On a hot, quiet, early Saturday morning in June, the parking lot of the Robbins Elementary School stirred with a flurry of activity. Signs were placed at the entrance to the parking lot, pop-up tents and tables were strategically positioned.
Clipboards and forms, coloring books and crayons for the kids, bags of dog and cat food were piled onto tables. A “rabies station” was established under the overhang of the school building, complete with vaccinations, supplies, forms and tags. A mobile unit, generously loaned by the Sandhills Spay Neuter Veterinary Clinic, pulled into place to provide a temporary air-conditioned office for the vet.
One hour before the “Pet Care Day” was due to start, the cars were already lined up out into the street, pet owners securing a place in line.
This was the fourth Pet Care Day event of 2022, organized by the Moore County Citizens’ Pet Responsibility Committee (PRC). The three prior events were held at the Eagle Springs Baptist Church, the Crain’s Creek Fire Department and Highfalls Elementary School.
These events are a culmination of ideas and efforts that came to fruition during the pandemic experience.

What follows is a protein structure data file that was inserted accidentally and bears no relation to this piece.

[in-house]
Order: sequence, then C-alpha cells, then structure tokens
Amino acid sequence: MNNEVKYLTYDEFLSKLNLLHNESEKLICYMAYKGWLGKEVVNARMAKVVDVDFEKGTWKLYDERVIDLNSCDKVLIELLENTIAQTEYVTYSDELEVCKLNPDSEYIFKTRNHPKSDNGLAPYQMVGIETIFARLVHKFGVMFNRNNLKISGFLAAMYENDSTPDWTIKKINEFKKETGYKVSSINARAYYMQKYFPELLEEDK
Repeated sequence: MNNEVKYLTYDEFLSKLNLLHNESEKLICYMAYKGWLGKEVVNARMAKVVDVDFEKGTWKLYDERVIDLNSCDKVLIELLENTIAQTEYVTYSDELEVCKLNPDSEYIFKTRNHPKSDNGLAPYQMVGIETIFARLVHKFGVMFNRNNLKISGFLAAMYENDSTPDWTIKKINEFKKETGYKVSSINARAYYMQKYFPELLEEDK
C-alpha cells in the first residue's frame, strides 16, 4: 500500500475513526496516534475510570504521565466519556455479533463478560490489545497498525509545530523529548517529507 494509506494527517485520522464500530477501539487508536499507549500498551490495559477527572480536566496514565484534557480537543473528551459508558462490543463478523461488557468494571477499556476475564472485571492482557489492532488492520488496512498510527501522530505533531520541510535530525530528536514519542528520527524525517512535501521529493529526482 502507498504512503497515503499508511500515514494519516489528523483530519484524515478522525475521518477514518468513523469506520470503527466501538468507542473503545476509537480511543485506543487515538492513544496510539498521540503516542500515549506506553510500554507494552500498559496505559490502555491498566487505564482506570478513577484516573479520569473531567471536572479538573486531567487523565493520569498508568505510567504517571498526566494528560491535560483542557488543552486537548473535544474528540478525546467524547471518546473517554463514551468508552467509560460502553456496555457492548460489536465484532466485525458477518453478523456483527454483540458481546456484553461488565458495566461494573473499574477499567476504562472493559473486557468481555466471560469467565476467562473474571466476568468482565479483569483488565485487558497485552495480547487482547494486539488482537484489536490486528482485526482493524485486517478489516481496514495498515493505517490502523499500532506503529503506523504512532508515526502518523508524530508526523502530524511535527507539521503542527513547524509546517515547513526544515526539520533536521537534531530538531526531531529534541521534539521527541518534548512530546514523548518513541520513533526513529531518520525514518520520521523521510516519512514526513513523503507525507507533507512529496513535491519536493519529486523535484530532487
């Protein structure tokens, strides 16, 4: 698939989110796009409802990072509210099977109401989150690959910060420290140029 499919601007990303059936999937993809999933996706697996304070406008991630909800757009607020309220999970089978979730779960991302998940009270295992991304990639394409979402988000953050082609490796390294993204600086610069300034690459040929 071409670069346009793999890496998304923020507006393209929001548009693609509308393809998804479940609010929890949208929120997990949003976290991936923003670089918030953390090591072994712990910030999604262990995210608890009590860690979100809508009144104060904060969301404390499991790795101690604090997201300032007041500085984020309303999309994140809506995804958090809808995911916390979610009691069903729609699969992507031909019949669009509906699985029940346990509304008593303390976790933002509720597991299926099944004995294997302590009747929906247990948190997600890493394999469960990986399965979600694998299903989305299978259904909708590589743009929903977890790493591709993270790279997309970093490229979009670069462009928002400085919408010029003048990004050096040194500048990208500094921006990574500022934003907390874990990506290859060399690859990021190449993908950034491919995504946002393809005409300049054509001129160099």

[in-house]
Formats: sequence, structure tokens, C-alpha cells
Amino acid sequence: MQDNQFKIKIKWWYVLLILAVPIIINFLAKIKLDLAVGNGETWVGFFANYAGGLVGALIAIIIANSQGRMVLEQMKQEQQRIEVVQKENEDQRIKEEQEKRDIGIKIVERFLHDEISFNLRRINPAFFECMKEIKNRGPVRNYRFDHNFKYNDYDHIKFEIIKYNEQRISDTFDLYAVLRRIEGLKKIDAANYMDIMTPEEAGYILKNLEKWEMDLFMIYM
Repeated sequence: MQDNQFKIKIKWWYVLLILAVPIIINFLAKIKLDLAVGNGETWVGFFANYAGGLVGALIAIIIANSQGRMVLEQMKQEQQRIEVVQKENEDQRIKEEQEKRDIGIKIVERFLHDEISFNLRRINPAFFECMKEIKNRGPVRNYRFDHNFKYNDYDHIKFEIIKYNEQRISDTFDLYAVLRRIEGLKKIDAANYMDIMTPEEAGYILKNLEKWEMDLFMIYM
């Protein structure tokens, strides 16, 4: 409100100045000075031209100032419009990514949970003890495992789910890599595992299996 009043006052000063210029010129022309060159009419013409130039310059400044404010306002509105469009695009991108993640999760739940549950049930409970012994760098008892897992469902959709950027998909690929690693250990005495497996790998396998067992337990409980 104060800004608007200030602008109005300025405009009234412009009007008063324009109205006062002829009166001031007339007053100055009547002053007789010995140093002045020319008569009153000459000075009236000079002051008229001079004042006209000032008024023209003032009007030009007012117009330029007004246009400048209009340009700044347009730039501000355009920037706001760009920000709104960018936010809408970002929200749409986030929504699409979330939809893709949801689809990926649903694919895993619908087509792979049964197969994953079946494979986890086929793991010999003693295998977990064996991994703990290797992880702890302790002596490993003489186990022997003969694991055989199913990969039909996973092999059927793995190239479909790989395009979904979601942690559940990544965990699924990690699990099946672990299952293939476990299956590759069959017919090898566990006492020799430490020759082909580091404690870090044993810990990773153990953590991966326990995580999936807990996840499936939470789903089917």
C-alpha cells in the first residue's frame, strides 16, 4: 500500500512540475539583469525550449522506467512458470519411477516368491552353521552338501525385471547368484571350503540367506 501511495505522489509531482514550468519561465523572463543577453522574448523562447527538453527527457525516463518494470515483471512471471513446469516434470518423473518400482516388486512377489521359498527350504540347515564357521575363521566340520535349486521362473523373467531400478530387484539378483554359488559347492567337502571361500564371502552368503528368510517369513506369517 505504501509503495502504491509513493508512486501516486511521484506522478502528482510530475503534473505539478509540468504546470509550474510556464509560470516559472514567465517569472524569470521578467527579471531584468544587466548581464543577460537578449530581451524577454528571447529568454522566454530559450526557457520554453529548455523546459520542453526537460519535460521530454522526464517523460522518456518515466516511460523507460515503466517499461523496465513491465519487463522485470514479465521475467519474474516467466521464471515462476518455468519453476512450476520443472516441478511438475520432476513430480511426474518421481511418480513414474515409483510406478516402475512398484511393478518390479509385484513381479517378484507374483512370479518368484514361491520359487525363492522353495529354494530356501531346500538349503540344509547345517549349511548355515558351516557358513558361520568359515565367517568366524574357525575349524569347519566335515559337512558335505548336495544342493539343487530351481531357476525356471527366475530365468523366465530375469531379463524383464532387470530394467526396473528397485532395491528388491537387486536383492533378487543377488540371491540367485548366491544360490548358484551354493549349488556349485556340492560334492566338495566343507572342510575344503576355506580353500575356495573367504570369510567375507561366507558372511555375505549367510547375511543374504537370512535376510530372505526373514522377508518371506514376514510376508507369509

When Moore County’s school doors were abruptly closed in March 2020, two- and four-legged volunteers from the PRC were in their 12th year of presenting a six-session Pet Responsibility Education Program for fourth-graders.
While PRC volunteers waited to be reunited with the fourth-graders in the schools, they met the needs of pets in our county in other ways that have proved invaluable. Realizing an increased need in the community, the PRC expanded its already existing Pet Pantry Program, distributing repackaged pet food for the pets of families facing hardship.
Each pet food package also contains information about access to free or subsidized spay and neuter procedures.
Taking this a step further, beginning in December 2020, the PRC began organizing Pet Care Days. Over the course of a year, from December 2020 to November 2021, six events were held and 400 pets were seen.
The PRC built on the experience gained at each event and investigated ways to expand the services offered.